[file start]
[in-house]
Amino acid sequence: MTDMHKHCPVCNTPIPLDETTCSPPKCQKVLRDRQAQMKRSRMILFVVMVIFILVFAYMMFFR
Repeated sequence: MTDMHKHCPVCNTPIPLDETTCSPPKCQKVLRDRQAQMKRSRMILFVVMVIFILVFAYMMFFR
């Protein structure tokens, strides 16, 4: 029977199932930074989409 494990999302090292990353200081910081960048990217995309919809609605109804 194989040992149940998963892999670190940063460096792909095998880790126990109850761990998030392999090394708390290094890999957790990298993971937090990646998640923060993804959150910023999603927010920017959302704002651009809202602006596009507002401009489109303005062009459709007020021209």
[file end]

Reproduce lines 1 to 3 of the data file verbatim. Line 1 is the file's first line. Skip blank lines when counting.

[in-house]
Amino acid sequence: MTDMHKHCPVCNTPIPLDETTCSPPKCQKVLRDRQAQMKRSRMILFVVMVIFILVFAYMMFFR
Repeated sequence: MTDMHKHCPVCNTPIPLDETTCSPPKCQKVLRDRQAQMKRSRMILFVVMVIFILVFAYMMFFR